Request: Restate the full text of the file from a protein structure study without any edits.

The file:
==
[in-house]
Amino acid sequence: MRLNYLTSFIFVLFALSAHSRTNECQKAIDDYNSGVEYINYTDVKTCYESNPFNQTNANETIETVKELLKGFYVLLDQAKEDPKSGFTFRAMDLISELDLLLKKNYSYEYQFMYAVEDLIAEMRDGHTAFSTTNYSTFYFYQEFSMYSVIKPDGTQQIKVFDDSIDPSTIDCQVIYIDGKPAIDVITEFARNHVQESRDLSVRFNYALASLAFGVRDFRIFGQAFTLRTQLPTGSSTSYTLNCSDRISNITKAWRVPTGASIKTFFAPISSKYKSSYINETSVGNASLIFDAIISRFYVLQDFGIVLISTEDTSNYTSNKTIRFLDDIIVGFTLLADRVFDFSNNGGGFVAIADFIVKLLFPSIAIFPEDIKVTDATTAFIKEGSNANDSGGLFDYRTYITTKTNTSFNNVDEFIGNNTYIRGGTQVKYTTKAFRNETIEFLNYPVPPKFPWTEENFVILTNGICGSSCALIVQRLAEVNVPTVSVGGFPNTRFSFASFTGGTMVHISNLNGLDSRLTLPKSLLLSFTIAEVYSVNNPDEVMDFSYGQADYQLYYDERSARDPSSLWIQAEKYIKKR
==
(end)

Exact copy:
[in-house]
Amino acid sequence: MRLNYLTSFIFVLFALSAHSRTNECQKAIDDYNSGVEYINYTDVKTCYESNPFNQTNANETIETVKELLKGFYVLLDQAKEDPKSGFTFRAMDLISELDLLLKKNYSYEYQFMYAVEDLIAEMRDGHTAFSTTNYSTFYFYQEFSMYSVIKPDGTQQIKVFDDSIDPSTIDCQVIYIDGKPAIDVITEFARNHVQESRDLSVRFNYALASLAFGVRDFRIFGQAFTLRTQLPTGSSTSYTLNCSDRISNITKAWRVPTGASIKTFFAPISSKYKSSYINETSVGNASLIFDAIISRFYVLQDFGIVLISTEDTSNYTSNKTIRFLDDIIVGFTLLADRVFDFSNNGGGFVAIADFIVKLLFPSIAIFPEDIKVTDATTAFIKEGSNANDSGGLFDYRTYITTKTNTSFNNVDEFIGNNTYIRGGTQVKYTTKAFRNETIEFLNYPVPPKFPWTEENFVILTNGICGSSCALIVQRLAEVNVPTVSVGGFPNTRFSFASFTGGTMVHISNLNGLDSRLTLPKSLLLSFTIAEVYSVNNPDEVMDFSYGQADYQLYYDERSARDPSSLWIQAEKYIKKR